Are you having trouble keeping a room in your home warm?
Or maybe you spend most of your time in one room, but don’t want to heat your entire home?
Using an electric space heater is the perfect solution for both of these things (plus a lot more!).
When it comes to electric space heaters, there are two common types: Ceramic and Oil-Filled.
In this article, I’ll cover the pros and cons of ceramic and oil-filled space heaters. I’ll also cover how they each work, so you’ll be able to know what’s best for your situation.
Ceramic versus oil-filled space heaters
Ceramic and oil-filled space heaters both create warmth by using electricity to generate a current that flows through a coil inside the unit.
The electrical current causes the coil to heat up. But that’s where their similarities end.
Below I’ll go over the pros and cons of each.
Ceramic space heater pros
- Instant heating. Ceramic space heaters start heating up an area near instantaneously—right when you turn it on! You’ll feel the heat right away.
- Safer to touch. The case around most ceramic space heaters doesn’t get too hot—so there’s less of a chance that you’ll get burned.
- Easy to move; portable. Most ceramic space heaters are small. Easy to pick up and move with one hand.
- Targeted spot heating. If you need to heat a specific area, you can aim a ceramic space heater and direct the heat exactly where you want it.
Ceramic space heater cons
- Noisy. The fan on a ceramic space heater generates a decent amount of noise. Some people have trouble sleeping with one in the same room.
- Requires regular cleaning. Because of the air being blown around, ceramic space heaters gather dust and require cleaning.
- Trouble maintaining a stable temperature. As a ceramic space heater cycles on and off, there will be temperature fluctuations in the room that it is heating.
- Blows dust around. Since ceramic space heaters use a fan, then it will blow any dust and allergens around the room as well.
Oil-filled space heater pros
- Near-silent. Oil heaters don’t have a fan, so they don’t make much noise. (However, there may be some soft cracking noises when turning an oil heater on; this is normal)
- Able to maintain a stable temperature. Oil-filled heaters have a high thermal mass—so they continue to heat a space even while off.
- No dust blowing around. Without any fan, there is no dust blowing around when using an oil-filled heater.
Oil-filled space heater cons
- Takes a while to start heating. Because of its high thermal mass, an oil-filled heater takes a while to get hot when you first turn it on. (But after it gets hot, it stays hot for a while).
- Large in size. Oil-filled heaters are generally much larger than ceramic heaters. For this reason, they usually have wheels so you can move them from room to room.
- Hot to the touch. The surface of an oil-filled heater gets extremely hot—so you need to keep it away from children and pets.
How do ceramic space heaters work?
Ceramic space heaters heat a space with a ceramic coil. As electricity flows through the ceramic heating element, it heats up.
The unit draws in cool air through a vent with a fan and blows it across the heating element.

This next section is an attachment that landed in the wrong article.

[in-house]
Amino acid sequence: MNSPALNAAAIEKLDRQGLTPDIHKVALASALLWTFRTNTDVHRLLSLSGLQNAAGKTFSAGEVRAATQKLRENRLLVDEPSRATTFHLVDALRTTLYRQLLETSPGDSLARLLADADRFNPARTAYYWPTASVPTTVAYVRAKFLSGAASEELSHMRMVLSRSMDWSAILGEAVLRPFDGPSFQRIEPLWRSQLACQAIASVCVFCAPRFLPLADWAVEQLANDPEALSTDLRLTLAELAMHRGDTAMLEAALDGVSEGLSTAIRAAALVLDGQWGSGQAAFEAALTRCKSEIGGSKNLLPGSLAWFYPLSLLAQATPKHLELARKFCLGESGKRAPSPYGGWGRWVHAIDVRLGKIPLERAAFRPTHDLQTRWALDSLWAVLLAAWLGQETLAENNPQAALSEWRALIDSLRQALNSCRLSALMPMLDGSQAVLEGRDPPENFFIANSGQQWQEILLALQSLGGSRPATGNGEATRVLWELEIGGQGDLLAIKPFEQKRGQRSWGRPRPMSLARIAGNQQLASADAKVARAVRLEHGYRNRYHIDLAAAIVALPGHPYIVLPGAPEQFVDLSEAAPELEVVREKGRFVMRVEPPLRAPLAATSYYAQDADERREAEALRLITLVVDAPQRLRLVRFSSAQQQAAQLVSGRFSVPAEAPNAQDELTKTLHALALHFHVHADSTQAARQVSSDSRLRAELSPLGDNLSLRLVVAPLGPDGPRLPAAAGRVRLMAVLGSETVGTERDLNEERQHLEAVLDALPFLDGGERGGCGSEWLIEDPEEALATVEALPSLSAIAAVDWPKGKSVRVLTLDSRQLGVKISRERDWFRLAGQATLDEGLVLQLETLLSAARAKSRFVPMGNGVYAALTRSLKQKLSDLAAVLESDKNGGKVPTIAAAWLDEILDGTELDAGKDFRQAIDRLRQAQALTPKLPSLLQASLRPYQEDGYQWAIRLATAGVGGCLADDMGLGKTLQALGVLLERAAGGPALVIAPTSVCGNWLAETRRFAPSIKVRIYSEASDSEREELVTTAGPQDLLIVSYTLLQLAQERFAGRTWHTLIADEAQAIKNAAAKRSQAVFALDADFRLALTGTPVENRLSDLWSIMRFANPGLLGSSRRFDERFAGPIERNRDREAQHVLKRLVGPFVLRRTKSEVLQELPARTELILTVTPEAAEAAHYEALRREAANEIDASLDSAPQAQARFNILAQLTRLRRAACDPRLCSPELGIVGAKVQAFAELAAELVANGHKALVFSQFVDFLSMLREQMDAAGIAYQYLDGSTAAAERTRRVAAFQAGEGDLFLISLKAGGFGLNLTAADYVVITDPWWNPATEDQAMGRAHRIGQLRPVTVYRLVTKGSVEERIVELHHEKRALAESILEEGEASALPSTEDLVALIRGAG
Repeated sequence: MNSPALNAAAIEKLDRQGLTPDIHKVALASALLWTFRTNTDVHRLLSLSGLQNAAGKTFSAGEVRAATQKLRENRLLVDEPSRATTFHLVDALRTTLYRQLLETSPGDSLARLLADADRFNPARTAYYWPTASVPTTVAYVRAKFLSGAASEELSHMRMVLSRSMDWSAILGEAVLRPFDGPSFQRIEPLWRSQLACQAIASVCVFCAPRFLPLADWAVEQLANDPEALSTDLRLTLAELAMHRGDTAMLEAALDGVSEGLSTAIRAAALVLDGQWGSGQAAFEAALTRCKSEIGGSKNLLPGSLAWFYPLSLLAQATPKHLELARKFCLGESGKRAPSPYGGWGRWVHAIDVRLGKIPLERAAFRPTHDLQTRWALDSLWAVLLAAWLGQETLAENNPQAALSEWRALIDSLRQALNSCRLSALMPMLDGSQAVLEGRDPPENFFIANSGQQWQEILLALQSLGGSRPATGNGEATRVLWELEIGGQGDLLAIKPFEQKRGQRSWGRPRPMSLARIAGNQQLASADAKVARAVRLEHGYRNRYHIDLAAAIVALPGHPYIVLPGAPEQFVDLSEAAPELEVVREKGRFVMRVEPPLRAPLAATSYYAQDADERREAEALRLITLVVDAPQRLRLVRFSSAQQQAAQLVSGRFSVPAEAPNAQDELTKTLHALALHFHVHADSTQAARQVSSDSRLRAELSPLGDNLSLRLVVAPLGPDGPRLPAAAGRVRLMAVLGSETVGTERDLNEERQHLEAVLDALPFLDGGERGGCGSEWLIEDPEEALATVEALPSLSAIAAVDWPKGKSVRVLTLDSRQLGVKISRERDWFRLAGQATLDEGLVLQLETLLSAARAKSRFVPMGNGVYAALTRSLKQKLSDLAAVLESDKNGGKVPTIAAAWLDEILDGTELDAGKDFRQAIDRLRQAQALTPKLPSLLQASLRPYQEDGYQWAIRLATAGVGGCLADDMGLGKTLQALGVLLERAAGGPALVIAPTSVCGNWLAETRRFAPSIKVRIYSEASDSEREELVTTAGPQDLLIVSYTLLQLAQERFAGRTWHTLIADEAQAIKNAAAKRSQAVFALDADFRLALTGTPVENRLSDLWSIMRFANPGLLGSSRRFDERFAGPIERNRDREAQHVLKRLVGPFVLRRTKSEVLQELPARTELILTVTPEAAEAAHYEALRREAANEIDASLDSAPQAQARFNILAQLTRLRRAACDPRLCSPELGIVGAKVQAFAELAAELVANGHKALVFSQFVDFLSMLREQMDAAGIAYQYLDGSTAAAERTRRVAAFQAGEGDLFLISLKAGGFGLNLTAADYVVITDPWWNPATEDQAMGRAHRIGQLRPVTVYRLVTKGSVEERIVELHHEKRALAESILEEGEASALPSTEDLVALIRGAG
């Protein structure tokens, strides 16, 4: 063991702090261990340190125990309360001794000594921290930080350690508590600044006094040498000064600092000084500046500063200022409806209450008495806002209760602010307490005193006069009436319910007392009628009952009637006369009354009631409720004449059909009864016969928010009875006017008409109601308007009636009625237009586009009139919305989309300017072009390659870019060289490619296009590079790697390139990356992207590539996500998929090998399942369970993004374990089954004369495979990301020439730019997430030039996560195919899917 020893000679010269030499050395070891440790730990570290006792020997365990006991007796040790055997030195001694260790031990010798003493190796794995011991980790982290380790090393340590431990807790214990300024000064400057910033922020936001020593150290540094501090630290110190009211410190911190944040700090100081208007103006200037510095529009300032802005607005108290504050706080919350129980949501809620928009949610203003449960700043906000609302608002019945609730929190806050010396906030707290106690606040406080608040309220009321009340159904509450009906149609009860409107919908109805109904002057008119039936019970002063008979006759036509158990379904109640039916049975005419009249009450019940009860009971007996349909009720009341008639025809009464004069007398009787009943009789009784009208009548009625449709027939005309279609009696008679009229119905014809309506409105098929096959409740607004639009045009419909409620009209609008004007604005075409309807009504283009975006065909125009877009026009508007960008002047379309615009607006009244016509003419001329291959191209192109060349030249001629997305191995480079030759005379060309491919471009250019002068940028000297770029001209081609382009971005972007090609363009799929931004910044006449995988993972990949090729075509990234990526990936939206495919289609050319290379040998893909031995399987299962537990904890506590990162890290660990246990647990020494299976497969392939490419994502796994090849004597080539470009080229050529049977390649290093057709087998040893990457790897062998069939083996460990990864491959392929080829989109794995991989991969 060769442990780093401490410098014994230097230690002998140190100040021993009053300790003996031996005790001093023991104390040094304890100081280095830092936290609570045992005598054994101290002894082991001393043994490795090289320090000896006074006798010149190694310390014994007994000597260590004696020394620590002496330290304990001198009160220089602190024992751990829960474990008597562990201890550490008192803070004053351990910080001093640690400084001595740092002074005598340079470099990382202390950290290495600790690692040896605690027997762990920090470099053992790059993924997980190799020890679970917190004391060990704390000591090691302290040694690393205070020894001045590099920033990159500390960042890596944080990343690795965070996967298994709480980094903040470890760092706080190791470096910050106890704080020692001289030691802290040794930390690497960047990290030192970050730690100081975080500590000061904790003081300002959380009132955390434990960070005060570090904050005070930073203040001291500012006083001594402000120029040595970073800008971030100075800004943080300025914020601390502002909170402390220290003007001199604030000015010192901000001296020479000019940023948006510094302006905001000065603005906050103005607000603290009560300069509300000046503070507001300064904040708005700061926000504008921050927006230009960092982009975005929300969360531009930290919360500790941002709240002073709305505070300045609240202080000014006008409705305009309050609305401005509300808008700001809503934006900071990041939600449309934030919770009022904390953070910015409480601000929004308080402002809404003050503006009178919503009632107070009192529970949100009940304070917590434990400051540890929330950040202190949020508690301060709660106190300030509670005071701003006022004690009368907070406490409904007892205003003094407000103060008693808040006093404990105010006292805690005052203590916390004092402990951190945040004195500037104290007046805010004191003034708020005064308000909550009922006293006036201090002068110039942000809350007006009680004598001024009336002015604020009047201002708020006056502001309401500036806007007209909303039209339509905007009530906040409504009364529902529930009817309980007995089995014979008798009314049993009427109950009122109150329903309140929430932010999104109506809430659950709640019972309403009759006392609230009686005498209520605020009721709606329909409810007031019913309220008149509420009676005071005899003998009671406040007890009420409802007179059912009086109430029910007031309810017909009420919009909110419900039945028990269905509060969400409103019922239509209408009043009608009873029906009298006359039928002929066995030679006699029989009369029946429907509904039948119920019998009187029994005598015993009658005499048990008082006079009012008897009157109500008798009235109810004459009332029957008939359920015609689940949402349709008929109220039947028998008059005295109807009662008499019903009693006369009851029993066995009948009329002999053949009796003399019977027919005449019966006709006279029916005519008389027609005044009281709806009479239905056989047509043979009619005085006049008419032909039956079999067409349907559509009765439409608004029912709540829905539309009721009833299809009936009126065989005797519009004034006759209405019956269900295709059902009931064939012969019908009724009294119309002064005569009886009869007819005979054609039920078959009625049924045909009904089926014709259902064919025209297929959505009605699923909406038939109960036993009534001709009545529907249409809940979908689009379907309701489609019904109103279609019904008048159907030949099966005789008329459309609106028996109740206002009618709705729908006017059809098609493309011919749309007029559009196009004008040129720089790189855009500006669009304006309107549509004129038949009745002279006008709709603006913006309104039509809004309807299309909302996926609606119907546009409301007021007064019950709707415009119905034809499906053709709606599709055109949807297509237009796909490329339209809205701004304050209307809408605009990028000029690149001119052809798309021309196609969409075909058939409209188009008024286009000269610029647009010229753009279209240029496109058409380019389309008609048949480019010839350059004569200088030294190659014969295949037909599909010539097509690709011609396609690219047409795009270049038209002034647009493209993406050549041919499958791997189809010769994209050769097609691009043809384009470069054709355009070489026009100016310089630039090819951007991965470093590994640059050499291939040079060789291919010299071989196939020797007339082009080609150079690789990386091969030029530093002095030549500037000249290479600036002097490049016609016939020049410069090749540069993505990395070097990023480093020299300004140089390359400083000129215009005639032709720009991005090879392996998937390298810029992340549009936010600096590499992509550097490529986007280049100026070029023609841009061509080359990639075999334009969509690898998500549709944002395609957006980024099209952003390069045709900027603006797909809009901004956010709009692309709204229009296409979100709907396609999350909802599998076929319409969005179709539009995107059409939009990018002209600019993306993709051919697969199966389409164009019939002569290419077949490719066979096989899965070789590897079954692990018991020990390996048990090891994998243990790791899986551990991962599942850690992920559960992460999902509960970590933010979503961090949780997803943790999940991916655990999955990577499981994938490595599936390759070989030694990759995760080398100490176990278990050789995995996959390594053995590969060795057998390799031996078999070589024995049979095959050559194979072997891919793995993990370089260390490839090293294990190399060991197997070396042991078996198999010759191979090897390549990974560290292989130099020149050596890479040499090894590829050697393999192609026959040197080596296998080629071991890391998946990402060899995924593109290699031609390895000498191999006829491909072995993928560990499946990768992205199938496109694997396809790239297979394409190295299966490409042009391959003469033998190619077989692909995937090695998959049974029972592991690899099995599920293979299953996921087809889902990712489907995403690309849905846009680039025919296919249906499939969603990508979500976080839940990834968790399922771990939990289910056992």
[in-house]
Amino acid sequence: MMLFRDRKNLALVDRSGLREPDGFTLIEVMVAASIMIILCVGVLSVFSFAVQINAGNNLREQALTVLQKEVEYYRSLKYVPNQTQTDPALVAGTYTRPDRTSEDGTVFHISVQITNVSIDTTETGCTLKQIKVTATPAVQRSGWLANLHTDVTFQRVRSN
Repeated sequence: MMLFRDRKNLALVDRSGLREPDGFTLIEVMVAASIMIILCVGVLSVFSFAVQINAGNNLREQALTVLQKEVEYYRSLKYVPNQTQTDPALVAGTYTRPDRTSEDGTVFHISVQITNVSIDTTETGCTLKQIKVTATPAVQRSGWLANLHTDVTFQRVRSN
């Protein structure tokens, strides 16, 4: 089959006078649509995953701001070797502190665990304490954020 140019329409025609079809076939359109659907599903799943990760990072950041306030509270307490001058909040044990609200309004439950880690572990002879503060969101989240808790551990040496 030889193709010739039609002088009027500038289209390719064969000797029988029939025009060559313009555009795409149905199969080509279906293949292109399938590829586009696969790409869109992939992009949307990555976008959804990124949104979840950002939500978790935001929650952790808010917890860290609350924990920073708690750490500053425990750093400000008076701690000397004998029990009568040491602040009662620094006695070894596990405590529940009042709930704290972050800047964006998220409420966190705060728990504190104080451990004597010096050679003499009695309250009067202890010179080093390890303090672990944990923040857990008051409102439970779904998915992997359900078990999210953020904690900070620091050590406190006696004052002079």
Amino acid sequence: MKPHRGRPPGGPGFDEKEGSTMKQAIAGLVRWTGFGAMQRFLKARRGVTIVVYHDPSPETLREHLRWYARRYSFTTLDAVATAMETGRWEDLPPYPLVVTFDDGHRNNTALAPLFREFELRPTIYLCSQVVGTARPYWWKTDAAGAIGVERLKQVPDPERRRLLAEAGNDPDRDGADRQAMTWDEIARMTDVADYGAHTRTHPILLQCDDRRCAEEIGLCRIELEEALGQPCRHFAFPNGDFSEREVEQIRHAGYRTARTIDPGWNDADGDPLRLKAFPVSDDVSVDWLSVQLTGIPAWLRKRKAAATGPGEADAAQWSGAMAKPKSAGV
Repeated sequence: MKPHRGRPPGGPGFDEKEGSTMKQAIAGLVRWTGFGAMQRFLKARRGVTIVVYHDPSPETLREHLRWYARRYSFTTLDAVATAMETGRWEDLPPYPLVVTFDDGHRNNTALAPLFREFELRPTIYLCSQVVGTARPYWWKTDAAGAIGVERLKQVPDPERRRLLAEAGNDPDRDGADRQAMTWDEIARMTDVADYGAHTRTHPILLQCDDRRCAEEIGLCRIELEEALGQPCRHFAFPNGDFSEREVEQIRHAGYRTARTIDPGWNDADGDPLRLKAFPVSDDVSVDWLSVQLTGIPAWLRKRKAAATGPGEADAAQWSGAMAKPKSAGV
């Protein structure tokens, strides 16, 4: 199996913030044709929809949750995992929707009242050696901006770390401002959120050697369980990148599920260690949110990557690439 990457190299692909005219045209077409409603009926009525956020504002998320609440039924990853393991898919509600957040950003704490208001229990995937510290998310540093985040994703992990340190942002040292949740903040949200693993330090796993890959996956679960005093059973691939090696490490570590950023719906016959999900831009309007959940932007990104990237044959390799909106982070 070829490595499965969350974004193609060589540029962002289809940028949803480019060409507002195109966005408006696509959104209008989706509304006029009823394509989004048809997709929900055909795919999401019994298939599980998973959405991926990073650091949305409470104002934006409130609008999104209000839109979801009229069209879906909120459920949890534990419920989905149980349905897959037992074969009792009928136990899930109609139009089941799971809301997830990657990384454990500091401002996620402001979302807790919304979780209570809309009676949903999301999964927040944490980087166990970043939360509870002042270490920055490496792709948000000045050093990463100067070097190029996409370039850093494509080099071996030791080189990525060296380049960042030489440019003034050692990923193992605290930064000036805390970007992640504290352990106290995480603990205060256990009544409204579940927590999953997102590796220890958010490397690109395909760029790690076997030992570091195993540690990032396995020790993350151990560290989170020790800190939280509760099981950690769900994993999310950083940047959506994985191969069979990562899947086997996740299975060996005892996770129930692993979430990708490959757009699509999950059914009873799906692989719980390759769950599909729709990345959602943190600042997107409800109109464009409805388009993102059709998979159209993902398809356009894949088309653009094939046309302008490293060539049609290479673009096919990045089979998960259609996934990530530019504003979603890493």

The fan is used to circulate air through the heater and out into the room that it’s heating.
Since ceramic space heaters have a fan, they are more suitable for heating a large space when compared to oil-filled heaters. However, ceramic space heaters are still not very great at heating a large space since they are limited by the amount of electricity that they can draw from your wall outlet.
This Lasko Ceramic Space Heater has an ALCI safety plug- so its safe to use in wet areas such as bathrooms.
How do oil-filled space heaters work?
Oil-filled space heaters work in a similar manner as ceramic space heaters—with a few differences.
While both have a ceramic heating coil, the oil-filled heater heats a reservoir of oil. This is in contrast to the ceramic space heater, which directly heats the air with its heating coil.
As the oil heats up, it transfers its heat to the metal fins that extend vertically along the heater. These metal fins heat the surrounding air by convection.
This De'Longhi Oil-Filled Space Heater has a 24-hour timer that's perfect for a "set-and-forget" schedule. It also has an anti-freeze setting so you can use it in your basement to help protect against frozen pipes.
The oil reservoir stays warm, even long after the oil heater shuts off. For this reason, oil-filled heaters are much better at maintaining a stable temperature inside of a space.
At the end of the day, both ceramic space heaters and oil-filled space heaters put out the same amount of heat—it’s just a matter of how you want that heat delivered to your space.
Is a ceramic or oil-filled space heater more energy efficient?
The short answer: Ceramic and oil-filled electric space heaters have nearly the same energy efficiency.
Since they both use electric resistance heaters, they are 100% efficient in converting electricity to heat.
It should be noted that a ceramic space heater uses a fan to circulate air through a room. The electricity used to power the fan is not used to heat the room.
So if you want to get really technical, the ceramic space heater is slightly less efficient than the oil-filled space heater. But the fan electricity usage is negligible when compared to the heating element and should not be a factor in your decision.